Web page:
Typefaces aren’t solitary creatures. They like to hang out, and it’s up to you to make sure they play well together.
Choosing a typeface is a lot like getting dressed to go out. If you’re going to the opera, the choice is pretty easy. But sometimes you’re invited to a Michelin-starred restaurant/roller rink and the choice becomes a little less clear.
The key is figuring out the message and the audience. Once you’ve determined those two things, you can begin refining your options.
The mechanics of actually choosing the perfect typeface can be a bit touchy-feely, and it varies from designer to designer, but in the end the only thing that will matter is whether the typeface is appropriate for the message.
A Typography Primer
There are a couple of terms we’ll be using throughout this guide that might be helpful to explain.
Font vs. Typeface
The first is the difference between a font and a typeface. While often used interchangeably, these are actually not the same thing.
A typeface refers to an overarching set of fonts. So for example, Times New Roman is a typeface. But if you want to use the bold or italic version of a typeface, that’s a font. So, for example, Times New Roman Bold is a font.
Type Classifications are a category of fonts based on their appearance. A few classifications include:
These are simply the categories of types that you’ll find on various type websites, foundries, and more.
Serif vs. Sans-Serif
One of the most common classifications for typefaces is serif versus sans-serif. Not sure what the difference is? A serif font has fine lines at the tips of the letters. A sans-serif font doesn’t have any extending features.
Superfamilies are a group of typefaces that fall under several classifications. The typeface will start with the same basic shape and then will have elements added to it to fit a specific classification. A common example of a superfamily is the Lucida Superfamily.
Choosing Your First Typeface
Some typefaces make your life a little easier by seeming to have only one purpose in life. If you’re considering Copperplate Gothic, you’re probably designing a steakhouse menu or something to do with a bank.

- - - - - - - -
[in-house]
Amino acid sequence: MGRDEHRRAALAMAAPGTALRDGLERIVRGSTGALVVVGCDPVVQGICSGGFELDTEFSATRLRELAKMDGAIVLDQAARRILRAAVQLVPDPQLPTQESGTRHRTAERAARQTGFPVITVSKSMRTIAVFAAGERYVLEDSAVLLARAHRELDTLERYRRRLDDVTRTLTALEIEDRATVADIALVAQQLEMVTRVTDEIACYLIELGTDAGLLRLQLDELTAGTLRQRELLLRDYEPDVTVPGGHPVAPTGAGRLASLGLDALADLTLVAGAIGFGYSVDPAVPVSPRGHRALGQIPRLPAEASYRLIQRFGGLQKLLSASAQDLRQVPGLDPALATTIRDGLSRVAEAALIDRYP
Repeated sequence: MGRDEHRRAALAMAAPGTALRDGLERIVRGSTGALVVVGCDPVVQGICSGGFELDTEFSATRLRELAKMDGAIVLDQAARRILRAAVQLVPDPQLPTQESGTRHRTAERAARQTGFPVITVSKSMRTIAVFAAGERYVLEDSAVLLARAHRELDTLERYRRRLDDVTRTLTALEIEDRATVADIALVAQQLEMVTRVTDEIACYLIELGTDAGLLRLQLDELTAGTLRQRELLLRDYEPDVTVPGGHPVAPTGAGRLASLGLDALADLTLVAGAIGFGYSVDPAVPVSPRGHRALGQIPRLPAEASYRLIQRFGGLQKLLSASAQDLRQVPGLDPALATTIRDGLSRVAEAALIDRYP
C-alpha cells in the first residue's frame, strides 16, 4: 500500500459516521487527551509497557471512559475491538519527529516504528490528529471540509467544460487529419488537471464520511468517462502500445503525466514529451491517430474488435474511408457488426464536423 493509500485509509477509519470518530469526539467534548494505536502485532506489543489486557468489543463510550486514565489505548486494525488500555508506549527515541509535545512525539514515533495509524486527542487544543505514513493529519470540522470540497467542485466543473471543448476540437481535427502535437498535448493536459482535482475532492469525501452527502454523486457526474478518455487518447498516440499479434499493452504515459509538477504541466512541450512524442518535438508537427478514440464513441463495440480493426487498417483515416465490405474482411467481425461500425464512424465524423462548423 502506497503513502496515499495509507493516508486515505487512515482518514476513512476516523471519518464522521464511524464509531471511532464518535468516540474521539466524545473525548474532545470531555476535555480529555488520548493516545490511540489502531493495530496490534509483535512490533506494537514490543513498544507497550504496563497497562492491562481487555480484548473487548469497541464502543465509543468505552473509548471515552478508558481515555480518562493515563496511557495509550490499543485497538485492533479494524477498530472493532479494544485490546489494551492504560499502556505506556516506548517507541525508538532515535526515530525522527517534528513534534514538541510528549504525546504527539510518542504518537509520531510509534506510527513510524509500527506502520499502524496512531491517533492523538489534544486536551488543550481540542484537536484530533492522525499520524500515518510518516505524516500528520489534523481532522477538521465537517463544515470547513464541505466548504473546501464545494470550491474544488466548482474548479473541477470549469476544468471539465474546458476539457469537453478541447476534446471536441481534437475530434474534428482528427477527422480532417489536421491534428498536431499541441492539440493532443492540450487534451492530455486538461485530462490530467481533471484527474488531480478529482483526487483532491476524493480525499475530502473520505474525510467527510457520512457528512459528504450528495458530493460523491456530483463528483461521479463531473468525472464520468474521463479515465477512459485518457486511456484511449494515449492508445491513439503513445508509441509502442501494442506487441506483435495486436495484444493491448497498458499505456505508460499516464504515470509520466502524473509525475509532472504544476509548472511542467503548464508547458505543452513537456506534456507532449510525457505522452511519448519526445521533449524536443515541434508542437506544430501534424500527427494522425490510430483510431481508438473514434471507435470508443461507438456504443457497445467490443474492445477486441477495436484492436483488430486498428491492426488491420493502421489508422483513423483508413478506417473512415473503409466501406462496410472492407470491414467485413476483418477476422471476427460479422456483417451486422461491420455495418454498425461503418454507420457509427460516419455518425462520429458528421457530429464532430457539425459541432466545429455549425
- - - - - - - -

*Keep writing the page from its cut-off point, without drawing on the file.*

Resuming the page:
Unfortunately, it’s rarely that easy. If you’re having trouble finding an appropriate candidate, consider doing a little research. Look for examples that can help point you in the right direction.
Remember, you’re not looking to copy, you’re looking for inspiration. Chances are someone has solved this problem before, and their solution could help inform yours.
Once you’ve chosen that first typeface, it’s time to think about its complement.
Finding Your Second Typeface
There are plenty of guidelines for figuring out which fonts pair well together. Some of these guidelines can be combined, and others contradict one another.
While there are some things that should absolutely be avoided when it comes to font pairing (like using way too many fonts), there are other guidelines that are more flexible, and depend largely on the mood or purpose of your design.
Here are a few to keep in mind.
1. Keep It in the Family
One of the easiest things you can do is to simply limit your choices to one typeface and vary the fonts by changing the size, weight, or slant. This might not be the most creative choice, but it’s the simplest way to create a bit of diversity with your text.
Some typefaces have a pretty extensive set of fonts. Bebas Neue, for example, comes in a variety of weights. Combine Bebas Neue Bold with Bebas Neue Light in different sizes and you’re one step closer to a great design.
While Bebas Neue is a capitals-only typeface, you can also play around with capitalization as a way to add some interest to your design.